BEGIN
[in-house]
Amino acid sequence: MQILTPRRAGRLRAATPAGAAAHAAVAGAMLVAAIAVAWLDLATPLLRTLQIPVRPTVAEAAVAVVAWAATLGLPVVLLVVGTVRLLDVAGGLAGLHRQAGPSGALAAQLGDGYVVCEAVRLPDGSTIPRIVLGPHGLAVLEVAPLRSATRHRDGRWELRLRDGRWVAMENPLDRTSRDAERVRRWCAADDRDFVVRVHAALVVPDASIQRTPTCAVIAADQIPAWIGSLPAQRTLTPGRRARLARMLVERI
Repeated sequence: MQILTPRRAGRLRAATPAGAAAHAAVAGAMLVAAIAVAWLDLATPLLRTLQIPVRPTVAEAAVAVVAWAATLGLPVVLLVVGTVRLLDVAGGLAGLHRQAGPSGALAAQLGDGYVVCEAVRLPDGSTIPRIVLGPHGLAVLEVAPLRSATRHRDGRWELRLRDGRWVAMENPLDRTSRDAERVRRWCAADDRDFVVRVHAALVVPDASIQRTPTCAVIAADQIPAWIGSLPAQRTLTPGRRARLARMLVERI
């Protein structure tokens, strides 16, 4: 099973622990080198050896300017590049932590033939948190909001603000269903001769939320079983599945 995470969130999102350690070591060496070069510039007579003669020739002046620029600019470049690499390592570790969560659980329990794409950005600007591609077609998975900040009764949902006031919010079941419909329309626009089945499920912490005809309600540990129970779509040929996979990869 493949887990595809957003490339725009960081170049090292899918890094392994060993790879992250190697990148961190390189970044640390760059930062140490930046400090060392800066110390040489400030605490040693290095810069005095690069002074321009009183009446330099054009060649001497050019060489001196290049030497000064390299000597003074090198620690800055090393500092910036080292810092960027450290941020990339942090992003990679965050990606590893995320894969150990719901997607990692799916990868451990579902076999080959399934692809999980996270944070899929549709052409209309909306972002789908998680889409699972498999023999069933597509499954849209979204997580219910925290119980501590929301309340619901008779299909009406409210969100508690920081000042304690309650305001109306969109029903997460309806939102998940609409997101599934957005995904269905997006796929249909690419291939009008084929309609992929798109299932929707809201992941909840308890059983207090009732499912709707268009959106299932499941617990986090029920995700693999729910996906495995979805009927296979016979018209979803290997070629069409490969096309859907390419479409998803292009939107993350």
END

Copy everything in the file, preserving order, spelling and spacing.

[in-house]
Amino acid sequence: MQILTPRRAGRLRAATPAGAAAHAAVAGAMLVAAIAVAWLDLATPLLRTLQIPVRPTVAEAAVAVVAWAATLGLPVVLLVVGTVRLLDVAGGLAGLHRQAGPSGALAAQLGDGYVVCEAVRLPDGSTIPRIVLGPHGLAVLEVAPLRSATRHRDGRWELRLRDGRWVAMENPLDRTSRDAERVRRWCAADDRDFVVRVHAALVVPDASIQRTPTCAVIAADQIPAWIGSLPAQRTLTPGRRARLARMLVERI
Repeated sequence: MQILTPRRAGRLRAATPAGAAAHAAVAGAMLVAAIAVAWLDLATPLLRTLQIPVRPTVAEAAVAVVAWAATLGLPVVLLVVGTVRLLDVAGGLAGLHRQAGPSGALAAQLGDGYVVCEAVRLPDGSTIPRIVLGPHGLAVLEVAPLRSATRHRDGRWELRLRDGRWVAMENPLDRTSRDAERVRRWCAADDRDFVVRVHAALVVPDASIQRTPTCAVIAADQIPAWIGSLPAQRTLTPGRRARLARMLVERI
């Protein structure tokens, strides 16, 4: 099973622990080198050896300017590049932590033939948190909001603000269903001769939320079983599945 995470969130999102350690070591060496070069510039007579003669020739002046620029600019470049690499390592570790969560659980329990794409950005600007591609077609998975900040009764949902006031919010079941419909329309626009089945499920912490005809309600540990129970779509040929996979990869 493949887990595809957003490339725009960081170049090292899918890094392994060993790879992250190697990148961190390189970044640390760059930062140490930046400090060392800066110390040489400030605490040693290095810069005095690069002074321009009183009446330099054009060649001497050019060489001196290049030497000064390299000597003074090198620690800055090393500092910036080292810092960027450290941020990339942090992003990679965050990606590893995320894969150990719901997607990692799916990868451990579902076999080959399934692809999980996270944070899929549709052409209309909306972002789908998680889409699972498999023999069933597509499954849209979204997580219910925290119980501590929301309340619901008779299909009406409210969100508690920081000042304690309650305001109306969109029903997460309806939102998940609409997101599934957005995904269905997006796929249909690419291939009008084929309609992929798109299932929707809201992941909840308890059983207090009732499912709707268009959106299932499941617990986090029920995700693999729910996906495995979805009927296979016979018209979803290997070629069409490969096309859907390419479409998803292009939107993350």